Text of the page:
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Try then Buy: Considered as F2P?

03-15-2016, 03:35 AM
#1
Joined: Dec 2011
Location: Singapore
Posts: 321
Try then Buy: Considered as F2P?

We all know, majority of the consumers doesn't care if a game is F2P or not, they play what they like, and they pay for what they get hooked on. Then there are most of us here, who bothered with visiting gaming news websites, dwelling in game forums, and us developers. Many would denounce F2P, as a matter of fact, I think many would look at a game and go "if it doesn't have a price tag, it's f2p".

Now then, how would you address those games that allows for free download, let you play a part of the game content then offer you IAP to unlock rest of the content? Is it not fair to declare such games as F2P? Aren't such model even more... "considerate" (I can't think of a better word) than a purely premium/paid game? It let's you try the game out, and then if you like it, you can pay one price to convert it into a premium experience.

TL;DR

Would you do "free to download, 1 IAP to unlock premium" or is it still better to stick to "Pay on Download" premium?

Assuming you are a little nobody and your game doesn't do any of the F2P mechanics.

Question background:
I am about to submit this to Apple, but I still can't decide on a model
03-19-2016, 05:37 AM
#2
You could have a lite app (free), and the full app (paid with no IAP). In that way it's made very clear what your model is and people are less suspicious.

03-19-2016, 05:48 AM
#3
Joined: Dec 2015
Location: UK
Posts: 466
I feel for you, as this question divides gamers across iOS. A hardcore element, especially Touch Arcade readers, will insist that pay-first premium apps are the only way to go, but I don't think anyone can argue with a "try before you buy" approach.

The Lite and Full Game model is probably the best compromise, as stated above, but I actually prefer the "pay to unlock full game" model - it works for Tiny Thief and less obviously with Tennis Champs Returns. I certainly wouldn't consider that F2P - it's a premium game that does users a service in letting them try before they decide to commit.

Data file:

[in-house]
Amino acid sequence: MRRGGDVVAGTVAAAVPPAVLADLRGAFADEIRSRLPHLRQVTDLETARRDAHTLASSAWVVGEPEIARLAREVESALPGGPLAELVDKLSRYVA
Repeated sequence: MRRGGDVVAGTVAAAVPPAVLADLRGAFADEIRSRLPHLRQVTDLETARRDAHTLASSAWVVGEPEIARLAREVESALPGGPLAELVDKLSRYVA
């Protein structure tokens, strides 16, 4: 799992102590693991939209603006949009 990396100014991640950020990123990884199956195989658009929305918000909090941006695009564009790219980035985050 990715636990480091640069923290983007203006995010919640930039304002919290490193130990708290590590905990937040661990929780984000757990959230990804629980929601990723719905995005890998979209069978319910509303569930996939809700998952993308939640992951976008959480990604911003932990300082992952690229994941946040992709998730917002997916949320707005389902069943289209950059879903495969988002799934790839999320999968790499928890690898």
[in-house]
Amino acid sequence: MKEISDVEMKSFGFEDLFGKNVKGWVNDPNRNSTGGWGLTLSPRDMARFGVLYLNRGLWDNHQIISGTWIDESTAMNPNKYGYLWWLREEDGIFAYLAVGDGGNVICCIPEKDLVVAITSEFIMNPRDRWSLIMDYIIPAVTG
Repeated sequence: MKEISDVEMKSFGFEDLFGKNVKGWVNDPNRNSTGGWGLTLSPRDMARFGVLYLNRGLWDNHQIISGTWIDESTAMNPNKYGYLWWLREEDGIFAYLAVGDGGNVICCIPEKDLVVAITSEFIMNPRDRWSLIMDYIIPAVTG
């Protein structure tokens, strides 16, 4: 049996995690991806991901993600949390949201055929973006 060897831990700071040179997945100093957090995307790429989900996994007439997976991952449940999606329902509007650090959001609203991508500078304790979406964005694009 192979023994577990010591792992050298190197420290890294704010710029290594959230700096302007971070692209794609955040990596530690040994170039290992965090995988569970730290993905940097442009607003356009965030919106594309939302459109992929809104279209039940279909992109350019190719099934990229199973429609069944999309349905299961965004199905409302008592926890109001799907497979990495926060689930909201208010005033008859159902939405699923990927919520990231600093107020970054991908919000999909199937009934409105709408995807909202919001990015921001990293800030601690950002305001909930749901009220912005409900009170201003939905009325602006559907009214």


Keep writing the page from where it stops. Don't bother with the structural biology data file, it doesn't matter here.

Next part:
The downside is that you risk offending the idiots who expect everything for free. They might throw in the odd one-star review on the App Store for daring to charge for your hard work.

Ultimately though, if a game is good enough, it should find its audience, regardless of the pay model.
03-20-2016, 06:15 AM
#4
Joined: Dec 2011
Location: Singapore
Posts: 321
I would try the lite & paid model, but I remember Apple would reject such apps, with a reason something along the line that if both version are the same, we should implement instead the "try then buy" model making use of IAP. Of course, I had only last heard of such rejections years ago, not sure how it is now.
03-20-2016, 07:08 AM
#5
Quote:
Originally Posted by unexpect3rd View Post
I would try the lite & paid model, but I remember Apple would reject such apps, with a reason something along the line that if both version are the same, we should implement instead the "try then buy" model making use of IAP. Of course, I had only last heard of such rejections years ago, not sure how it is now.
The reason most people don't do lite and paid versions anymore is that it splits your downloads (which screws you on the rankings) and the conversion rates are terrible. Pay to unlock is a better option in that regard. It also has a long tradition in PC gaming -- I remember downloading tons of shareware RPGs in the 90's.

From what I've heard, though, conversions rates from both the lite/paid and the pay-to-unlock models are pretty bad. I think the better system will allow you to earn revenue regardless of how players choose to engage with the game. For example, you can have "pay to remove ads," which brings you a bit of money even if players don't pay. You could also have people pay to revive until they unlock unlimited continues.